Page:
After a lifetime of enjoying the convenience of owning a vehicle, the prospect of not being able to get behind the wheel because of a medical condition is a particularly unpleasant one. But it is one that many of us will face.
As AustRoad states in the report Assessing Fitness to Drive for Commercial and Private Vehicle Drivers, “While many factors contribute to safety on the road, driver health and fitness to drive is an important consideration. Drivers must meet certain medical standards to ensure their health status does not unduly increase their crash risk.”
We’re going to run through the rights and responsibilities of those driving with medical conditions, so you can keep the road safe for yourself and those you are sharing it with.
Conditions to be aware of
Determining your fitness to continue driving is all about being honest with yourself about your abilities and your limitations. As AustRoad states, “Advanced age, in itself, is not a barrier to driving, and functional ability rather than chronological age should be the criterion used in assessing the fitness to drive of older people.”
Several aged-based medical conditions could inhibit your ability to drive. If you have one (or more of the following) you must contact your state roads and traffic authority:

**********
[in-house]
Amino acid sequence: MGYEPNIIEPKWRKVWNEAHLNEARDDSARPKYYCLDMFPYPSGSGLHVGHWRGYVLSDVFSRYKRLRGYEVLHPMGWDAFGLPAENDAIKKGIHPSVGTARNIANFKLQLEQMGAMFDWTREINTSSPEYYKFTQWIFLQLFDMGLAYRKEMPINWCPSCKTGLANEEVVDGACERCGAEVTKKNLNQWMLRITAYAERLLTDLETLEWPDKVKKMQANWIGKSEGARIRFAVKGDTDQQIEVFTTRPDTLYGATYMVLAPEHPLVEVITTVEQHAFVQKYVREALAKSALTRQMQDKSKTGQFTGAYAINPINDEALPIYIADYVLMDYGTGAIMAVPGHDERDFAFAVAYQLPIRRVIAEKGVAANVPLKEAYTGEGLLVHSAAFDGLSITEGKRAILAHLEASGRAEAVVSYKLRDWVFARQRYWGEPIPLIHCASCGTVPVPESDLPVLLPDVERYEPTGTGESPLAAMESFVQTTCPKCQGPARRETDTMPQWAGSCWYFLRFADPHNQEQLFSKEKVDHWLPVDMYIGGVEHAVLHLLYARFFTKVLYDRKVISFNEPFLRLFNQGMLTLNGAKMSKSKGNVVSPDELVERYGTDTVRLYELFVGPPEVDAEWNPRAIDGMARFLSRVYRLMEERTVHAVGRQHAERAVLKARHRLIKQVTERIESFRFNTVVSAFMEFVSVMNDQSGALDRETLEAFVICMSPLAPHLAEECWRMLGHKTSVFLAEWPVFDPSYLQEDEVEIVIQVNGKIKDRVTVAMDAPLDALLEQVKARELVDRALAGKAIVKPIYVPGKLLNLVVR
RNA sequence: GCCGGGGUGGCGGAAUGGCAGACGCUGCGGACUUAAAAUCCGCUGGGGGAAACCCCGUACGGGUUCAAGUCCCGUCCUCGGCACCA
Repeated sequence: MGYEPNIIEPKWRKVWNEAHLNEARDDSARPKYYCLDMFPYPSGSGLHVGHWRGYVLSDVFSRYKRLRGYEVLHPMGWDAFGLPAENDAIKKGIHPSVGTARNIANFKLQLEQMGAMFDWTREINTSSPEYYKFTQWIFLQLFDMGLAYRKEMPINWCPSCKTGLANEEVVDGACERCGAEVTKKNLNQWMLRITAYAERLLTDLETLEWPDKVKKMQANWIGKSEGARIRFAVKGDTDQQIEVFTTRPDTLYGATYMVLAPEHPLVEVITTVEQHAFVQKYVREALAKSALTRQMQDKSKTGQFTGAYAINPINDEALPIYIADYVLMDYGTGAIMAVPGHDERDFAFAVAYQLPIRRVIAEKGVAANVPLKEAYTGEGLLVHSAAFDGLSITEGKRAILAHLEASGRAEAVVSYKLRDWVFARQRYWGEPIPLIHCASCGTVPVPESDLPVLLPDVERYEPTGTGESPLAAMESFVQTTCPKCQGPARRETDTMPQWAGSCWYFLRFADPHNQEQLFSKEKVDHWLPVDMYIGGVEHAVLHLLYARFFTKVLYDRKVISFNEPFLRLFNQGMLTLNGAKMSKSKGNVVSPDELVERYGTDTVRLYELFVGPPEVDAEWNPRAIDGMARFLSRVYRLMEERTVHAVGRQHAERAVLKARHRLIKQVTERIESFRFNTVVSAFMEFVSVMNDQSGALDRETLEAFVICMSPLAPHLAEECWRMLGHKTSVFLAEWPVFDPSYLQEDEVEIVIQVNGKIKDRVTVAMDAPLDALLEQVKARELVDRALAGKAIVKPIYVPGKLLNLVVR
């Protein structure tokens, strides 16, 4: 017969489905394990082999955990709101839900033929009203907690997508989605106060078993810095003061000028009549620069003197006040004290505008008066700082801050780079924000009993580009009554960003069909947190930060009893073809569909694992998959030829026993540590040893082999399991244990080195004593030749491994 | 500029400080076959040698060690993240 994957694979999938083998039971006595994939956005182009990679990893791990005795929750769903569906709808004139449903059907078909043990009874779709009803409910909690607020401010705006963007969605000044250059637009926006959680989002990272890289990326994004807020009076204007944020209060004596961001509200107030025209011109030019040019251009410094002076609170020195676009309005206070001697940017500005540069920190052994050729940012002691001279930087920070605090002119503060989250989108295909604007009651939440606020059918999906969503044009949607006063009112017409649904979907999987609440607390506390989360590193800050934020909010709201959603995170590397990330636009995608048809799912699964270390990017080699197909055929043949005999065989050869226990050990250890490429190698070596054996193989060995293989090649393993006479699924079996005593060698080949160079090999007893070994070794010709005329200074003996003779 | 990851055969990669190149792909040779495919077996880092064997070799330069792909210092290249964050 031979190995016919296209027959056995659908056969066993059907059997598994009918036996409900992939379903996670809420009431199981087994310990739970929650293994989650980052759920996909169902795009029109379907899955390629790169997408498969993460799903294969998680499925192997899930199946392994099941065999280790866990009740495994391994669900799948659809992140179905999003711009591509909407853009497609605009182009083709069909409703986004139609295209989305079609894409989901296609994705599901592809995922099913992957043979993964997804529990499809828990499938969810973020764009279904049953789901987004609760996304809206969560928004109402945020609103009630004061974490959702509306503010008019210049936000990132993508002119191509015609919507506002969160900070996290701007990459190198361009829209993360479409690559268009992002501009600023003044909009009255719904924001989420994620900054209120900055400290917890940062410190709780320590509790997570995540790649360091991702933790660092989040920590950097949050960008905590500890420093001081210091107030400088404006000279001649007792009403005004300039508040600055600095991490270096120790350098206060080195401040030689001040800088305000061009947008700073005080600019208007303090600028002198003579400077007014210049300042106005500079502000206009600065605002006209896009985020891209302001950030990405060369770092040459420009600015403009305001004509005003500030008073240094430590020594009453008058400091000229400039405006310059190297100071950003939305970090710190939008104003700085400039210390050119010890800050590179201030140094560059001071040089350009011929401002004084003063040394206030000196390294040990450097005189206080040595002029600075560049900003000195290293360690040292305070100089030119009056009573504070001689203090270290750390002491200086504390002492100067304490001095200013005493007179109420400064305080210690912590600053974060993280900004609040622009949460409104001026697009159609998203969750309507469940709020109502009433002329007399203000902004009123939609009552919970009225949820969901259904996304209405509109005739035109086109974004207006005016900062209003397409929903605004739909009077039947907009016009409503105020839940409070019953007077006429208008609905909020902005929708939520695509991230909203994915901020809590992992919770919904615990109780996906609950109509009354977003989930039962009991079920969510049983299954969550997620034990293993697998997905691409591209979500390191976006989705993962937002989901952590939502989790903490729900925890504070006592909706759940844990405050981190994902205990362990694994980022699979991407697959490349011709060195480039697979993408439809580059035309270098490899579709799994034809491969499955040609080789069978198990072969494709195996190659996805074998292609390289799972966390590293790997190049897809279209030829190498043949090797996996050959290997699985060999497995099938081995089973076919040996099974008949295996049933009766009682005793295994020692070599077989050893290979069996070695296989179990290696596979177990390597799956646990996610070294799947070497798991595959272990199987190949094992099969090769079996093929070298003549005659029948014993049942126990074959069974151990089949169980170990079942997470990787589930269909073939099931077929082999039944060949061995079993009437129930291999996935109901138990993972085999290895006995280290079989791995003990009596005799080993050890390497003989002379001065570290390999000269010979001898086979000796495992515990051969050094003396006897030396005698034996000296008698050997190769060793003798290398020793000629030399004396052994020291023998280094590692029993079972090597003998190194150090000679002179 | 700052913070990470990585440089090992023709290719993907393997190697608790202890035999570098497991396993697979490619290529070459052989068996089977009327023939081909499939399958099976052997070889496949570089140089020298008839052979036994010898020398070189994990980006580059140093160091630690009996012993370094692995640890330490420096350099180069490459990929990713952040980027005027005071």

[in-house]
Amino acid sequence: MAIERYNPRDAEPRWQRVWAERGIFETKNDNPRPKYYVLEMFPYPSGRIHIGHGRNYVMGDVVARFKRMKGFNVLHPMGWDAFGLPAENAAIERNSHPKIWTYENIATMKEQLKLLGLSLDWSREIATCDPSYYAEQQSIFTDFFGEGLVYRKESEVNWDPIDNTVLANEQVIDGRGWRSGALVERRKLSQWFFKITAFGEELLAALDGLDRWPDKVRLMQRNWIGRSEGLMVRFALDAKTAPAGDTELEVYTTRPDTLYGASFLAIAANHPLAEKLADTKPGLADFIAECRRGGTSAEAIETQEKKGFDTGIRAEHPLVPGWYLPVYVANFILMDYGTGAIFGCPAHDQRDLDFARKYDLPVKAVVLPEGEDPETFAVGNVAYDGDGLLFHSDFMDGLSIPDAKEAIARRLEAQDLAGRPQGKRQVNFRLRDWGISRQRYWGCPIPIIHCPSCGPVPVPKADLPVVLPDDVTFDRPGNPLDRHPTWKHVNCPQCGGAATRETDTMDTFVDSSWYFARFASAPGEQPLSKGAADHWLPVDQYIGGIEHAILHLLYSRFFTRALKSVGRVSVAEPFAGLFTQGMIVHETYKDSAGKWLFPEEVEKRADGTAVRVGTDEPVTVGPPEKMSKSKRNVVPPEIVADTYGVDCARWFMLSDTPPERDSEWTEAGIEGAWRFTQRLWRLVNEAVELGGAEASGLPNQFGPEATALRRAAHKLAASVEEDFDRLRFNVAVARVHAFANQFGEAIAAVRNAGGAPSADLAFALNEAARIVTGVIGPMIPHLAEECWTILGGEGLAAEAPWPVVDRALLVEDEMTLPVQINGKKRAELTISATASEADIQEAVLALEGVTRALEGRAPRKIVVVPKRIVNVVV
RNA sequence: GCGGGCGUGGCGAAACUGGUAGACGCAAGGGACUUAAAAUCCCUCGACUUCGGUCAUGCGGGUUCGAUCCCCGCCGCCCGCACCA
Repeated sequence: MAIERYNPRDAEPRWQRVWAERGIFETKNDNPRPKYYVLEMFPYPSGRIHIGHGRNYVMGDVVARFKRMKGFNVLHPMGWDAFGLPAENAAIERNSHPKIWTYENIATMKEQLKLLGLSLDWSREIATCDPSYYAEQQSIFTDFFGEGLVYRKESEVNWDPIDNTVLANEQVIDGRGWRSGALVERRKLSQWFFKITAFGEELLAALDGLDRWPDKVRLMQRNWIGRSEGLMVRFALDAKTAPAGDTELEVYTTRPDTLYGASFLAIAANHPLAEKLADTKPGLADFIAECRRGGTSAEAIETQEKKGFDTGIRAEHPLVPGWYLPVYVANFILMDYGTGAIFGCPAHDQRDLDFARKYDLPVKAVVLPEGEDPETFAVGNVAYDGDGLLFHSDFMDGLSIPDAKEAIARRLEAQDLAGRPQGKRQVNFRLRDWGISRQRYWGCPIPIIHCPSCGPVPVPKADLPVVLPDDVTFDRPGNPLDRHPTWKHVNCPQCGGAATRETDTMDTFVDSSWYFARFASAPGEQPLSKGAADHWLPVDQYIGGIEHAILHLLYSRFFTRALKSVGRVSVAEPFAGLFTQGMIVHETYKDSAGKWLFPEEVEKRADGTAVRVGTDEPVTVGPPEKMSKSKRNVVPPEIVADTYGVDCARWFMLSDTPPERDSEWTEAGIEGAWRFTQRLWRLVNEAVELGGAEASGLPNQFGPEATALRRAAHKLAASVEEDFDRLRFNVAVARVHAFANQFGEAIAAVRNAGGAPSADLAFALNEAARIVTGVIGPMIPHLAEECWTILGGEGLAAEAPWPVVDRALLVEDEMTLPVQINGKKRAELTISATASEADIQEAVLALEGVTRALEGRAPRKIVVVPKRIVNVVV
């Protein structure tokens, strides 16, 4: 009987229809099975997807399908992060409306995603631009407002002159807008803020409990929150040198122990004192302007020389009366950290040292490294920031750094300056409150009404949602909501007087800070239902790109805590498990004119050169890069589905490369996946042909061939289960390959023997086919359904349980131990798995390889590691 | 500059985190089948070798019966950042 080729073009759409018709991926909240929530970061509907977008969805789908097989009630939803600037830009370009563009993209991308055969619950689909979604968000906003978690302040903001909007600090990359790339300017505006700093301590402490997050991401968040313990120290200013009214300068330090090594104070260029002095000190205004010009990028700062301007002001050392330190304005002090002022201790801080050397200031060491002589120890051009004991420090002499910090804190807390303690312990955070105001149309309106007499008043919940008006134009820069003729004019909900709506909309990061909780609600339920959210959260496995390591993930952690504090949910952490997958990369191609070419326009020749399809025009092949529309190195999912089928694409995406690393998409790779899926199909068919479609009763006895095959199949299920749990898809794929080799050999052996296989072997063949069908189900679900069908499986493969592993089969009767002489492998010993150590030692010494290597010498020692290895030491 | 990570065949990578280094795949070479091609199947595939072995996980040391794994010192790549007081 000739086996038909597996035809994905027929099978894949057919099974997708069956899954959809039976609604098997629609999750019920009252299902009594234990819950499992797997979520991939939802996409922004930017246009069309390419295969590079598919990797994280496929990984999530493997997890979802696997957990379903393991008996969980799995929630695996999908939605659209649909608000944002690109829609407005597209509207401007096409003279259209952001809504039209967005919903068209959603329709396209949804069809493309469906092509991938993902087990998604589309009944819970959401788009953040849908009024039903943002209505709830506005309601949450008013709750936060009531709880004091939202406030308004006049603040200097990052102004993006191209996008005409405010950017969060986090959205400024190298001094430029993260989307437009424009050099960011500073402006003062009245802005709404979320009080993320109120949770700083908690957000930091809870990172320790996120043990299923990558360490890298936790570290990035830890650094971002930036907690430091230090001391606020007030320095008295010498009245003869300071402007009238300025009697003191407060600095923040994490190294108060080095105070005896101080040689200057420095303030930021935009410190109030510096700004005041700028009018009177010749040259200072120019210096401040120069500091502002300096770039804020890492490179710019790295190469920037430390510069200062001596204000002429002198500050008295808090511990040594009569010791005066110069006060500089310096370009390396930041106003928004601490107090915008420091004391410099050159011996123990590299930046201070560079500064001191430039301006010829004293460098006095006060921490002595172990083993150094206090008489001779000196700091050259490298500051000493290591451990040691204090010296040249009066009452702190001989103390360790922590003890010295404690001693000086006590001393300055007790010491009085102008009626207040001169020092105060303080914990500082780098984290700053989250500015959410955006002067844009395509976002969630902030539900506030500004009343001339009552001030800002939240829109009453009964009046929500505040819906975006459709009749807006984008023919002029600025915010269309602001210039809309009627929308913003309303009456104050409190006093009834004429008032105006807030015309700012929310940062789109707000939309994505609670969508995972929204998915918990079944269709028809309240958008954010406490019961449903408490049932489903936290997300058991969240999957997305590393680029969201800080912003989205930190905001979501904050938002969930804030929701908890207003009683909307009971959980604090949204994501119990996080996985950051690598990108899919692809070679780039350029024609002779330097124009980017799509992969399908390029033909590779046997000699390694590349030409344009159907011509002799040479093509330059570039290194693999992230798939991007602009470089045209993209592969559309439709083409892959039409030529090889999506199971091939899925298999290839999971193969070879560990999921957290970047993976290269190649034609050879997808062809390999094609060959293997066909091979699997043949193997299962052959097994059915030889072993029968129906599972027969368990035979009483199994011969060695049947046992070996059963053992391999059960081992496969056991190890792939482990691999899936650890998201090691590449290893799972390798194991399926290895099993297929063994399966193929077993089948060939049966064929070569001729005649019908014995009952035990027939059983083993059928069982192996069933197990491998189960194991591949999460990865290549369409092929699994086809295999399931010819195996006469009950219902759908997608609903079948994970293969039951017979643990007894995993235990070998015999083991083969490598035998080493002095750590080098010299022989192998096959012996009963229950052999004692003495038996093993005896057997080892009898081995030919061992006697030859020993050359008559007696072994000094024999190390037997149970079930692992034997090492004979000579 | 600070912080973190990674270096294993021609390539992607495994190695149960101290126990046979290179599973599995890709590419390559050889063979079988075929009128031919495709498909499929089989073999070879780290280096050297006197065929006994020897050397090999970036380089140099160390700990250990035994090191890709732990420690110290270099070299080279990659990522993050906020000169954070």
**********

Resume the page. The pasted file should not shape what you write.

- Heart conditions
- Neurological conditions
- Psychiatric conditions
- Sleep disorders
- Visual impairment
- Hearing loss
Reporting a condition
If you have any of the abovementioned conditions, you have a legal obligation to report this information. As VicRoads states, “Driving is a privilege, which brings responsibilities. One of those responsibilities is to ensure that you are capable of driving safely.
“Failure to report a medical condition or disability may put your life and the lives of others at risk, and may also jeopardise your insurance cover.”
Depending on your age you may have to attend yearly medical review to keep your license. In it a medical professional will assess how your condition is affecting your fitness to remain behind the wheel and whether you can keep your license.
It’s also important that your insurer is aware of any medical condition that could inhibit your ability to drive. If something happens and they’re not aware of your condition, you could leave yourself exposed and unable to make a claim.
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